Non-State Actors in International Relations
(Aldershot: Ashgate, 2001, 318pp.)
There is a growing interest in the role of non-governmental organizations (NGO) in the making and the implementation of policies at the international level. Building on such path making studies as P. Willets (Ed.) The Consciences of the World: the Influence of Non-Governmental Organizations in the UN system (London: Hurst, 1996), T. Princen and M. Finger (Eds.) Environmental NGOs in World Politics. Linking the Global and the Local (London: Routledge, 1994), and M.Keck and K. Sikkink Activists without Borders: Advocacy Networks in International Politics (Ithaca, NY: Cornell University Press, 1998), a group of international relations scholars from the Netherlands look at the increasing role of NGOs in day-to-day politics at the United Nations and the European Union.
There has always been something of a problem in defining institutions in a negative way. NGOs are not governments and are not usually created by governments. Thus, profit-oriented corporate actors or crime networks can be considered NGOs, and there are some interesting comments on the role of transnational businesses and the Russian Mafia in this collection of studies. However, there are more detailed studies of transnational business elsewhere, and the role of crime networks is still very under-analysed even by governments. Thus, while the term NGO is likely to continue to be widely used, the term "transnational advocacy networks" would be a better analytical term and covers the bulk of the new information in this book.
Transnational advocacy networks are most active at the United Nations, where, through time and persistent effort, NGO representatives have developed a structured role for themselves, especially in such fields as human rights, ecology and humanitarian relief. NGOs are starting to play a role in the Organization for Security and Cooperation in Europe, and there are close links between the European Union and NGOs, especially in the field of development cooperation.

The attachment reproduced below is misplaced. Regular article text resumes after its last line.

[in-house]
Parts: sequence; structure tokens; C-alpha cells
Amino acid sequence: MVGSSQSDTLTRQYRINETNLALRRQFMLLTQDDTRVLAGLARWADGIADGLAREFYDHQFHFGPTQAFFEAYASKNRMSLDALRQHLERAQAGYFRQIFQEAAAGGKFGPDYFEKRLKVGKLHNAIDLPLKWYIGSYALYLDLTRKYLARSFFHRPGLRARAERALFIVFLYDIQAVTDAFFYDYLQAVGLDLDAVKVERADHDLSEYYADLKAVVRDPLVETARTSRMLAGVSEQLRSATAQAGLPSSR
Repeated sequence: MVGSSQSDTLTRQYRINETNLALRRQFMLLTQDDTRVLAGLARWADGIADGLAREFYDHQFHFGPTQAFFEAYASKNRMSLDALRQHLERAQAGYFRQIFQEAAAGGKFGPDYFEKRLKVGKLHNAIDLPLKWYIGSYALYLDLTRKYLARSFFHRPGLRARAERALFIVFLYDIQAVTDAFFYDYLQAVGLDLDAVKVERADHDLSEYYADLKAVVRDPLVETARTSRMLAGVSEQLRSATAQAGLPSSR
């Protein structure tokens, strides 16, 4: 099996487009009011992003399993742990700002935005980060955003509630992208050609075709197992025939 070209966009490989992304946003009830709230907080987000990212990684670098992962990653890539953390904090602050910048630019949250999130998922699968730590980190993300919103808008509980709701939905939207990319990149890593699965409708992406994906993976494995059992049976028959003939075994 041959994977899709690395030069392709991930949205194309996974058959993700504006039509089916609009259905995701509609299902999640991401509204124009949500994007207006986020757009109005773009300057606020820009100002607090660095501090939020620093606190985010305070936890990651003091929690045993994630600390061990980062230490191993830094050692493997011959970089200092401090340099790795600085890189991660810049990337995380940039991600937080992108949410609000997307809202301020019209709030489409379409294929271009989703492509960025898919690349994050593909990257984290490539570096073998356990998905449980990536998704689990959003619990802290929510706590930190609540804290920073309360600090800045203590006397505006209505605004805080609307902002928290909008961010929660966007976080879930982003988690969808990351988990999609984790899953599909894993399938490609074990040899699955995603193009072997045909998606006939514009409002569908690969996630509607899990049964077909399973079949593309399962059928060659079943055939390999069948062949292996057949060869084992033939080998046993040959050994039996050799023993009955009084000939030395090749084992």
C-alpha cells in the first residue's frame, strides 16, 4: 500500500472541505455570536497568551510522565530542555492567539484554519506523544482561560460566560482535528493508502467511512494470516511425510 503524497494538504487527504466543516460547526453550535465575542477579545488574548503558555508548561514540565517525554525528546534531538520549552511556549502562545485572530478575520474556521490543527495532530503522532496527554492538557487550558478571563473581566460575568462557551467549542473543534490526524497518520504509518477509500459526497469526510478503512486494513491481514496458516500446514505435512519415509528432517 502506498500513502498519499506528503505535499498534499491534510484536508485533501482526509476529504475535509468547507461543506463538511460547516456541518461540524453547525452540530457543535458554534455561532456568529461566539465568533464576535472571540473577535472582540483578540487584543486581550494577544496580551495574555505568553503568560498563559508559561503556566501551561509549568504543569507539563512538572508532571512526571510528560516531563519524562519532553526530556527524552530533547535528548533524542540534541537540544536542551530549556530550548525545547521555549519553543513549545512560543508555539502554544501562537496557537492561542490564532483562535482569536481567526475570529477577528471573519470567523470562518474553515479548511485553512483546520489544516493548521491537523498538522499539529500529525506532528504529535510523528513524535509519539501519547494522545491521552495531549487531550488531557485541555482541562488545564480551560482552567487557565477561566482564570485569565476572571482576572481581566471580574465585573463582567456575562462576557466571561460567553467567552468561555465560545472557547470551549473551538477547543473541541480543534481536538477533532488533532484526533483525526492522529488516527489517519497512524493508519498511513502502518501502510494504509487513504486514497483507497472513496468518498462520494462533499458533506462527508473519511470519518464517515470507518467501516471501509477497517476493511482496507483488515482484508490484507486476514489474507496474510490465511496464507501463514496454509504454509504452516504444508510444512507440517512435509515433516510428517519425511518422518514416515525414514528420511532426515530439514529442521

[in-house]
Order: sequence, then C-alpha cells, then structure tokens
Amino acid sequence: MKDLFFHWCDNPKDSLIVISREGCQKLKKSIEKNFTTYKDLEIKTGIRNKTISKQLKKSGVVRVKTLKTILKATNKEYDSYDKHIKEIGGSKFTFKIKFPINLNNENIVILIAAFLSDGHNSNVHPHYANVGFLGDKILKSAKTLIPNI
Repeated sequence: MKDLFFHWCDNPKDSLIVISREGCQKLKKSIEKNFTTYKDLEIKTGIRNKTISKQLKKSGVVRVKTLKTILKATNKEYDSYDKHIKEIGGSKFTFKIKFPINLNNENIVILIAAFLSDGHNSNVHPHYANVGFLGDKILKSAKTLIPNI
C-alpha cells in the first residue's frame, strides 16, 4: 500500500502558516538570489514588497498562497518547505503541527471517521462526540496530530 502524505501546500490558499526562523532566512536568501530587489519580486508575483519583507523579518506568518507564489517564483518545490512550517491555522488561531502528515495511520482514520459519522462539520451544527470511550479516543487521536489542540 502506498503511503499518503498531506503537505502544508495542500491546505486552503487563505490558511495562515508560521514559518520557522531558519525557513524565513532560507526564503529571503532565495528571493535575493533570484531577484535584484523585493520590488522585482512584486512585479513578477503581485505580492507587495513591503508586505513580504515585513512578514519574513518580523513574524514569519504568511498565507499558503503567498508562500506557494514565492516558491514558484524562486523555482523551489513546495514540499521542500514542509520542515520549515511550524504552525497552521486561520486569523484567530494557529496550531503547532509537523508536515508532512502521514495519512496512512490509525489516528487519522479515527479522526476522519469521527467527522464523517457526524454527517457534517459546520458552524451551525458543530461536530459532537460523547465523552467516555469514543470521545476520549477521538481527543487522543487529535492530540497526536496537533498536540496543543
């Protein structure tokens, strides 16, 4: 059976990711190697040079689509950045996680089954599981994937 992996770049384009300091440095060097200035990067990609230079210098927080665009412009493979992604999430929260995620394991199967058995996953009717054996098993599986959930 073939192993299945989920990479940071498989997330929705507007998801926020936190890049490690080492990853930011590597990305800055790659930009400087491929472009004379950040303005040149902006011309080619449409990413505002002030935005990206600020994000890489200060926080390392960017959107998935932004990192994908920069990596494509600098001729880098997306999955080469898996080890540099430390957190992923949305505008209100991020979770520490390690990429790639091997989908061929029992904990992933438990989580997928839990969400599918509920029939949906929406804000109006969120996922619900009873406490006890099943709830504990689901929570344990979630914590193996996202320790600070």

The role of NGO representatives is to influence policies through participation in the entire policy-making process. What distinguishes the NGO representative's role at the UN from lobbying at the national level is that one may appeal to and discuss with the representatives of many different governments. While some governments may be unwilling to consider the ideas of anyone other than the mandate they receive from the Foreign Ministry, others are more open. Out of the more than 100 States usually present at most UN meetings, the NGO representatives will always find some which are "on the same wave length" or who are looking for additional information on which to take a decision.
As with all diplomacy in multilateral forums such as the UN, much depends upon the skill and knowledge of the NGO representatives and on the close working relations which they are able to develop with some government representatives and some members of the UN Secretariat. NGO representatives have little power - that is, a permanent ability to influence policy outcomes, but on specific issues where they have expert knowledge, they can have a real impact - though this is always difficult to measure objectively since only government representatives can vote.